Pro Audio Files

Train Your Ears Become a Member

10 Mistakes to Avoid When Recording Electric Guitar

Article Content

Being that guitar is my primary instrument, I tend to obsess over the details when recording it. The perfect recorded guitar tone is something I can hear in my head, but I’m not sure I’ve ever actually obtained it. It is my white whale, so to speak. That said, I’ve recorded plenty of guitars in my day, and I’ve learned what to do and what not to do when recording them. The good news is that amplified electric guitars captured correctly at the source when recording are actually one of the easiest instruments to mix.

Whether you are recording yourself playing or engineering for others, here are some things to avoid when recording electric guitars.

1. Make Sure the Instrument Is In Tune, Obviously

This shouldn’t have to be said, but here we are. For all that is great about electric guitars, they can be a bit finicky when it comes to staying in tune. There are a lot of great tuners on the market, from pedals, to clip-on tuners and even plugins.

Unfortunately, even if you do use a tuner and achieve perfect tuning when playing open strings, the instrument’s intonation might be off, meaning certain notes up and down the fretboard may be slightly sharp or flat. One of my first electric guitars (I won’t mention the make or model) had a G-string that gave me a lot of grief, and even a professional setup (which I strongly recommend getting every so often) didn’t remedy the issue.

Pay attention to both tuning and intonation when recording electric guitars, especially distorted ones. When multiple notes are played at the same time on a heavily distorted electric guitar, harmonics are created, making these issues even more obvious (and terrible sounding).

2. Avoid Recording With Old Strings

This is another one that is somewhat obvious but has a significant effect on the tonality of the instrument. Older guitar strings have a dull, flat tone to them and can severely hamper a guitar from being able to cut through a mix. In addition to this, older strings can have issues staying in tune. Lastly, really old strings develop a disgusting layer of brown filth that coats them. Please change them.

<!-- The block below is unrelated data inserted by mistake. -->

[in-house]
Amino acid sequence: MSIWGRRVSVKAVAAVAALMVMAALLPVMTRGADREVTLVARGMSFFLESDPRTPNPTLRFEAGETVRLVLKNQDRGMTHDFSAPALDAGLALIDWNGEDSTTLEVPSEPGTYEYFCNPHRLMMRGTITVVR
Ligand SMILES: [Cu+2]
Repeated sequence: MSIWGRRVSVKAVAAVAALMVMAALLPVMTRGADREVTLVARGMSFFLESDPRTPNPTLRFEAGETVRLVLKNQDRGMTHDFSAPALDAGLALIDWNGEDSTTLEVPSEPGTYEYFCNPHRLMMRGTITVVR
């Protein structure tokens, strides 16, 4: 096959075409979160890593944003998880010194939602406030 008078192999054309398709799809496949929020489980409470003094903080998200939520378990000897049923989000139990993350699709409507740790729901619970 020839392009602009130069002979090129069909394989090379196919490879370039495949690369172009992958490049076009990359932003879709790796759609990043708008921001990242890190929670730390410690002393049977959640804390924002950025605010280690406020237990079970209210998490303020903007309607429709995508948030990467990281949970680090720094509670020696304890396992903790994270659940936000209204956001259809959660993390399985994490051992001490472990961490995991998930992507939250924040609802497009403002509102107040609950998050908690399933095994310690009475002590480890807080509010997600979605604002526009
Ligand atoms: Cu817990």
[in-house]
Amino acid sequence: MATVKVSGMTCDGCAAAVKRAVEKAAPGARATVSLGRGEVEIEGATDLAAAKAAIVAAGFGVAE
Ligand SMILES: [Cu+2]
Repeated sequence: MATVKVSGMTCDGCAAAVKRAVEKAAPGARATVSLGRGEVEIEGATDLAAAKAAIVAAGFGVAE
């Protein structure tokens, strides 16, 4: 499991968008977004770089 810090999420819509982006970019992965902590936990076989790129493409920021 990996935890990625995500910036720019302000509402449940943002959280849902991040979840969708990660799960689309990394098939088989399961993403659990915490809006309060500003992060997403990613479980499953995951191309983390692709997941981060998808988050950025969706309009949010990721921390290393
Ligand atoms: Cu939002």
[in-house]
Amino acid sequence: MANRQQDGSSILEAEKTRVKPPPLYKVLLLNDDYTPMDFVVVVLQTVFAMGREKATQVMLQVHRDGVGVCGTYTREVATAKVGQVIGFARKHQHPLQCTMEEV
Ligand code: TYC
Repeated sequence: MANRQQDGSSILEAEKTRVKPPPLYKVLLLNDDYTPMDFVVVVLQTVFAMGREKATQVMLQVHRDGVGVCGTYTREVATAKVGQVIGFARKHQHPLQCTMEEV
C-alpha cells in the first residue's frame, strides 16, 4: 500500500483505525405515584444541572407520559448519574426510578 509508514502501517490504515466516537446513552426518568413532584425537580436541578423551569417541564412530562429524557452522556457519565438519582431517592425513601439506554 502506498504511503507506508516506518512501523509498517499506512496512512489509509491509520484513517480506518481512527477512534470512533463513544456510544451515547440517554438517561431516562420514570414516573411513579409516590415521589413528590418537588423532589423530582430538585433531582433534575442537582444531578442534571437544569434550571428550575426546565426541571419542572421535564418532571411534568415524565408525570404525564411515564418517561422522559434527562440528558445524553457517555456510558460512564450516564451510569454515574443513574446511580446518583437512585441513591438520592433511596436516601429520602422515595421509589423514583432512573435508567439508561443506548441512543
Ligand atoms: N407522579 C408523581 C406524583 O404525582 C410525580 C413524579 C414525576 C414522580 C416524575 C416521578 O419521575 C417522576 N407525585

Brand new strings feel and look fresh but do require a short breaking in period before they stay in tune tune and warm up a bit, tonally-speaking.

3. Mic’ing Mistakes:

You can slap a Shure SM57 in front of an amplifier and expect serviceable results, but you’re much better off doing a bit of experimentation with mic placement, types of microphones used and where the amplifier is placed in the room. Avoid recording with amplifiers placed flush against a wall, as that can cause any number of sonic problems and even prevent sufficient airflow which leads to overheating. Besides, if you’re using an open back amplifier, you might want to place a second microphone behind the amplifier, aimed in such a way that it is mirroring whichever microphone is placed in front. This microphone should have the polarity reversed. The resulting sound is thicker, with a rich low end that can complement the brightness of the microphone placed in front of the speaker.

If you’re able, try moving around the amplifier while it’s being played, experimenting with mic placements and angles. Find the sound that works well for the production. You might be compelled to place a microphone only a few millimeters away from the speaker, but you may find that the sound is better and more developed with the microphone placed back a few inches to a foot. Recordings created when microphones are placed closer to the center of the speaker cone are going to be brighter, whereas moving them slightly to the left or right of the cone, or at an angle (off-axis) are going to have a bit less high end information captured. You may also want to consider an amplifier stand that lifts the amp off of the floor and angles it upwards.

4. If You Use Multiple Microphones, Check the Phase and Polarity

As I mentioned, if you’re using multiple microphones (one in front of the amp and one behind), it’s important to invert the polarity of one of those signals. Similar to when recording a snare with both top and bottom microphones, not inverting the polarity can result in the compressions and rarefactions of the waves working against each other, resulting in all sorts of weird sonic deficiencies.

It’s also important to phase align any close-miked signals. If the sound wave arrives at the microphones at two slightly different times, you risk phase cancellation. This drastically effects overall sound quality, and in particular the low end. Nudge one of the files so that the compressions and rarefactions are occurring at the same time.

10 Mistakes to Avoid When Recording Electric Guitar

Note: look at the compressions and rarefactions of the waves working against each other in the screenshot above. The resulting sound will be quiet and thin.

ADVERTISEMENT

10 Mistakes to Avoid When Recording Electric Guitar